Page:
ICE backs consultation to strengthen Euribor lending rate

ICE backs consultation to strengthen Euribor lending rate

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Intercontinental Exchange has welcomed a consultation designed to strengthen Euribor, the reference rate for the main European short-term interest rate (STIR) derivatives market operated by the US group.

US-based ICE, which runs Europe’s largest STIR market, has welcomed last week’s announcement that the European Money Markets Institute (EMMI) had proposed changes to the Euribor methodology including the discontinuation of submissions based on expert judgment.

Stelios Tselikas, head of Interest Rate Derivatives at ICE who assumed that position at the start of this month, said: “This latest consultation from EMMI is another step to evolve and further strengthen Euribor as a global benchmark rate. Euribor is well understood by investors, which allows them to take positions on interest rates when they need to. This is critical in this uncertain rates environment.”

Belgium-based EMMI said last week its proposal will “diminish” Euribor panel banks’ operational and cost burden, and provide an opportunity to expand the Euribor panel.

EMMI invited interested parties to submit their opinions on the proposals no later than December 11 this year, after which time the feedback will be considered and published before the end of February next year.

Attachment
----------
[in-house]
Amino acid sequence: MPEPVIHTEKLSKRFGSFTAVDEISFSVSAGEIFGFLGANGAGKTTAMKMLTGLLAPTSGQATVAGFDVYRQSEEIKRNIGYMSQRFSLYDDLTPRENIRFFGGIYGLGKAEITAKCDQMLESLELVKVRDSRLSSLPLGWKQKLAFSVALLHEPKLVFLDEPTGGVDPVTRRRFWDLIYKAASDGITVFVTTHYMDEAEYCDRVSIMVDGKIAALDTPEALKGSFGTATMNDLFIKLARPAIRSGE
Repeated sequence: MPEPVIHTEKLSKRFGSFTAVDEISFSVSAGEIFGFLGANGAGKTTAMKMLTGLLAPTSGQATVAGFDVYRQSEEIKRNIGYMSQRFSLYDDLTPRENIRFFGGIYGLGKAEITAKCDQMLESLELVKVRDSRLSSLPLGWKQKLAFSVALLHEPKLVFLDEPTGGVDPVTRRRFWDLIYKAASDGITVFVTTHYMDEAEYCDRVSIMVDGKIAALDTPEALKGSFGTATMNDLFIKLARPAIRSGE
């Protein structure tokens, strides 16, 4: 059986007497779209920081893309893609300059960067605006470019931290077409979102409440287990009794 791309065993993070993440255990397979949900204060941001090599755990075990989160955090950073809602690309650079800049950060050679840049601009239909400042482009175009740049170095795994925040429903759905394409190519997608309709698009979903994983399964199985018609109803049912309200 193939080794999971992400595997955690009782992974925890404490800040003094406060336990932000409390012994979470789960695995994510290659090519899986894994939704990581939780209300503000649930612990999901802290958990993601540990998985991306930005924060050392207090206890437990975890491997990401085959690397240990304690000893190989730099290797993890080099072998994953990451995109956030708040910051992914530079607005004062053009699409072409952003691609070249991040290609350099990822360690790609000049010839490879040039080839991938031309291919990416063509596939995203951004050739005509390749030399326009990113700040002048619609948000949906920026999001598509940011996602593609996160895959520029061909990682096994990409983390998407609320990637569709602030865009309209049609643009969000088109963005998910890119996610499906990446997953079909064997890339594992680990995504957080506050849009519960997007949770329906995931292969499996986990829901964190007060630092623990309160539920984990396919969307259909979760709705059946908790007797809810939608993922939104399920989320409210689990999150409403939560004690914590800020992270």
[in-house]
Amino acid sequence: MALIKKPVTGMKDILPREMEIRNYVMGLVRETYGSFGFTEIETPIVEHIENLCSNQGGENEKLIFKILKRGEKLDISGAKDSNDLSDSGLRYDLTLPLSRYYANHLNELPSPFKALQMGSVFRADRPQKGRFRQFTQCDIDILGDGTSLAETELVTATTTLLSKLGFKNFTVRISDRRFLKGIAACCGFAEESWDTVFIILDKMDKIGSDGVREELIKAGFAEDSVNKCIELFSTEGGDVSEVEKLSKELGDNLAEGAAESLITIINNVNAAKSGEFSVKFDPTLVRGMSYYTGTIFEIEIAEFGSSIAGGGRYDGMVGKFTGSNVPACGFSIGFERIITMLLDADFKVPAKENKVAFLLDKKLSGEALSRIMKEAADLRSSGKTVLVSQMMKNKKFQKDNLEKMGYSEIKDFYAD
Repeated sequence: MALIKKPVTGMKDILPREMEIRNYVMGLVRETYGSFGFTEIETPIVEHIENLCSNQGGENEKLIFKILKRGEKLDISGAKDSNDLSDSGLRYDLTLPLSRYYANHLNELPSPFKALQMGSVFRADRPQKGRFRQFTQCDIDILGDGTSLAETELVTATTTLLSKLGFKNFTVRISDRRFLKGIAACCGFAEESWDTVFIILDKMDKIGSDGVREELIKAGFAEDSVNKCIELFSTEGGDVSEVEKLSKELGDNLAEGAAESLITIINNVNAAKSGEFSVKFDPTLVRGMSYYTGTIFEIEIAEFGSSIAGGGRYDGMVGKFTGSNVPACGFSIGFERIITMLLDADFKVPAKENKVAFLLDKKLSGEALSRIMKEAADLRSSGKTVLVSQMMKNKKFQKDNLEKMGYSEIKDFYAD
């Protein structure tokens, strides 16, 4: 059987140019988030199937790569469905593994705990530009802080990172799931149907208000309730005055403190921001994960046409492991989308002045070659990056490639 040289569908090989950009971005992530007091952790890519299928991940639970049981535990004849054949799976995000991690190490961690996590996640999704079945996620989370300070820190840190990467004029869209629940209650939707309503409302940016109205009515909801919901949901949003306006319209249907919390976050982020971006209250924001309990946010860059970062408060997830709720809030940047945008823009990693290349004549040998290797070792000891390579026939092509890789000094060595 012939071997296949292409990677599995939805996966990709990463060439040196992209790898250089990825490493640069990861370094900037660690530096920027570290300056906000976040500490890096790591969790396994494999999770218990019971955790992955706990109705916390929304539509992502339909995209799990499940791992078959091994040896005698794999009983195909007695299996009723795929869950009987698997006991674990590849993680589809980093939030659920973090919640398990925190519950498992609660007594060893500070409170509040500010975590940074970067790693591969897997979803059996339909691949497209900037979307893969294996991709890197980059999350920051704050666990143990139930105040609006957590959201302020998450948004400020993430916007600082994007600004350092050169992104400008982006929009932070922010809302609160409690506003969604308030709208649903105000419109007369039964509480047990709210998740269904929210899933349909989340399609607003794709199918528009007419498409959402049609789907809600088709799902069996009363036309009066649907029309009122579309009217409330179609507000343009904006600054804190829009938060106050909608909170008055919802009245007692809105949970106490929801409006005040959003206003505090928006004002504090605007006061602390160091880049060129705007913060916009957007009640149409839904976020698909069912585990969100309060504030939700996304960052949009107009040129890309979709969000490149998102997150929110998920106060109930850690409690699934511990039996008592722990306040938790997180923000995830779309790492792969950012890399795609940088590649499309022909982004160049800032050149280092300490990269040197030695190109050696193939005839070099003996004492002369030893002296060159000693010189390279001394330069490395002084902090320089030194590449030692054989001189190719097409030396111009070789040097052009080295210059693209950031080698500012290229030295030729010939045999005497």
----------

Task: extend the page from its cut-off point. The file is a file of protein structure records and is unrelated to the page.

Tselikas added: “ICE’s Euribor futures and options are deeply liquid, transparent markets that retain the confidence of market participants globally, providing a base to manage rates exposure, allocate capital and as a tool for price discovery of risk, especially as rates remain higher for longer.”

The EMMI proposals are designed to fortify the Euribor rate which is facing competition from the European risk-free rate known as the Euro Short Term Rate (€STR), which does not contain material term risk or credit risk.

The UK and US have completed their migrations from their legacy Libor-based lending rates to their respective risk-free rates but the European authorities have not mandated such a transition, unlike their peers in London and Washington.

Despite the lack of a mandate, €STR has enjoyed some take-up. CME Group and Eurex have reported this year a pick-up in €STR futures trading volume.

But these markets are still small in comparison to ICE Futures Europe’s three month Euribor contract which remains the leading European short-term interest rate (STIR) hedging product.

Frankfurt-based Eurex plans to relaunch its Euribor contract at the end of this month backed by a liquidity incentive scheme, in a direct challenge to ICE’s dominance of European short-term rates.

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